|dc.contributor.advisor||Little, David C.||-|
|dc.contributor.author||Morales, Ernesto J||-|
|dc.description.abstract||The self-recruiting species (SRS) are aquatic animals that can be harvested regularly from a farmer managed system without regular stocking as described by Little (2002a, b). The potential and current role of self-recruiting species from farmer managed aquatic systems (FMAS) is often overlooked, whilst much attention has been given to stocked species (often associated in conventional culture ponds and cages) as well as the fisheries sector (often relates to large water bodies i.e. river lakes and reservoirs). Using the combination of qualitative and quantitative research approaches, the current status, the important contribution of SRS and factors undermining this contribution to the livelihoods of rural households in mainland Southeast (SE) Asia were investigated. The overall analysis of this research was done based from the sustainable livelihood (SL) framework (Scoones, 1998; DFID, 1999) in order to have a broader understanding of the importance of SRS as well as the rural livelihoods in selected areas of mainland SE Asia which often benefit from this resource.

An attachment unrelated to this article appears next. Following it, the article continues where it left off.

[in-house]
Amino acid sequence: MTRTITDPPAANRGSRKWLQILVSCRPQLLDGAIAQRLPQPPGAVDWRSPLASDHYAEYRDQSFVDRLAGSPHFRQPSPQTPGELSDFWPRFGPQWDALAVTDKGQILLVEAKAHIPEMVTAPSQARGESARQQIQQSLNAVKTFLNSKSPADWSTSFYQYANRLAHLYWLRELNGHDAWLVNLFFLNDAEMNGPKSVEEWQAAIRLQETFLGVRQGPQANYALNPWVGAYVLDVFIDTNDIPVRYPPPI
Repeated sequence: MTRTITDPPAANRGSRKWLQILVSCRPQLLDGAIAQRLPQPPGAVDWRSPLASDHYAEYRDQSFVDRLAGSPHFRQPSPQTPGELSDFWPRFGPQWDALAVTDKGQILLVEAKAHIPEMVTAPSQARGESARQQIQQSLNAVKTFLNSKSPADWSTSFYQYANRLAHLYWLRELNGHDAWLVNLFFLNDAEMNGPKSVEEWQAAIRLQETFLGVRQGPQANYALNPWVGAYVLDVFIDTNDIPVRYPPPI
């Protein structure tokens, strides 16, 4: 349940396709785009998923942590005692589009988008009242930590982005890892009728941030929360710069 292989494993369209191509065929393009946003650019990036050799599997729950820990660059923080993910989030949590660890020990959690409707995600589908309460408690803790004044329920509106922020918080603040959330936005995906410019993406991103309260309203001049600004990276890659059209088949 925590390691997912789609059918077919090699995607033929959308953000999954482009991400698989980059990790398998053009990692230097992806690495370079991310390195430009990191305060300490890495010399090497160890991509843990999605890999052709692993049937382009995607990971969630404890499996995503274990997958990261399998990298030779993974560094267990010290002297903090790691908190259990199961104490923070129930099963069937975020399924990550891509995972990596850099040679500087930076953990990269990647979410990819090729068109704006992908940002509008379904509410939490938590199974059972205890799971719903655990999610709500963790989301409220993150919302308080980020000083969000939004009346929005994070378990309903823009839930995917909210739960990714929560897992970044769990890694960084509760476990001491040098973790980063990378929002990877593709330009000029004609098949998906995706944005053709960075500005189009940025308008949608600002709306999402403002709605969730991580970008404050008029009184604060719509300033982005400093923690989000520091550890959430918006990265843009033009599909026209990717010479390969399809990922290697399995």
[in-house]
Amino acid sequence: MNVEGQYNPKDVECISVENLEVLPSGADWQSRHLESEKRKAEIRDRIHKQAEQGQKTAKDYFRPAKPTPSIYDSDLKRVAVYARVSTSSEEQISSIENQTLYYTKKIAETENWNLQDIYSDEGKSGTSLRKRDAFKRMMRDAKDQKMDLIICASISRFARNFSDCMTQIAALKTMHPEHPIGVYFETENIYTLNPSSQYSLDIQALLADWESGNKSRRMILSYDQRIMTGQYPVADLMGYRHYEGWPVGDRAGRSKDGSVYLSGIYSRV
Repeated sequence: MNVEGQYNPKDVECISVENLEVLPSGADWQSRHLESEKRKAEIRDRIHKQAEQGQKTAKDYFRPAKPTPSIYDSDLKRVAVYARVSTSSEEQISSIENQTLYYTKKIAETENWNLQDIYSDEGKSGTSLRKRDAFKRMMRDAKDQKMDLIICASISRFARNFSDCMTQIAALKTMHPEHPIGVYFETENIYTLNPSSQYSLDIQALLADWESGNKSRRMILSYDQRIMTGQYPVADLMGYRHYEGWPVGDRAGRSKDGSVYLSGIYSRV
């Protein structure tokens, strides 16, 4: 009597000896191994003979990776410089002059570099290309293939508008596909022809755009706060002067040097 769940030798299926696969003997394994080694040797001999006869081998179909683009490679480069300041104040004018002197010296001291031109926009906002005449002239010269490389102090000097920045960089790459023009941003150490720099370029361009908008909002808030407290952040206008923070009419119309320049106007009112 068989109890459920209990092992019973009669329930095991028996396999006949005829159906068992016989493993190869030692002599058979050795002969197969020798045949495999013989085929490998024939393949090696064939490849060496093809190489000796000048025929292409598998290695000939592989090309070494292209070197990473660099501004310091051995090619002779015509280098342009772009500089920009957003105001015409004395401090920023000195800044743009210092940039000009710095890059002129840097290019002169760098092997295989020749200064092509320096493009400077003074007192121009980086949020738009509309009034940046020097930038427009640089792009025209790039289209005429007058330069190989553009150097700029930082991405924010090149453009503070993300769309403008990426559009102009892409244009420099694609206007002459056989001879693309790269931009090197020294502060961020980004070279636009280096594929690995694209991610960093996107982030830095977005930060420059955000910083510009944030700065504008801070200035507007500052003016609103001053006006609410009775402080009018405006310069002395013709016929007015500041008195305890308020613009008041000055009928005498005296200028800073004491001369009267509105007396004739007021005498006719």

The research was carried out in rural villages of southeast Cambodia (SEC), northeast Thailand (NET) and Red River Delta in northern Vietnam (RRD). The sites (region of the country) were selected based from the intensity of aquaculture practices (less established and mainly relying on natural production, aquaculture established but also relying on natural production and mainly aquaculture dependent) as well as the agriculture i.e. intensiveness of rice production. Eighteen villages (6 villages/ country) were selected to represent the two agro-ecological zones (i.e. LOW and DRY areas) of the study sites. In order to fully assess the situation and meet the objectives of the research, the study was carried out using three stages which dealt with different approaches and sets of participants/respondents; i) participatory community appraisal (PCA), ii) baseline survey and iii) longitudinal study. The different stages of the research were carried out during the period of April 2001 until September 2004.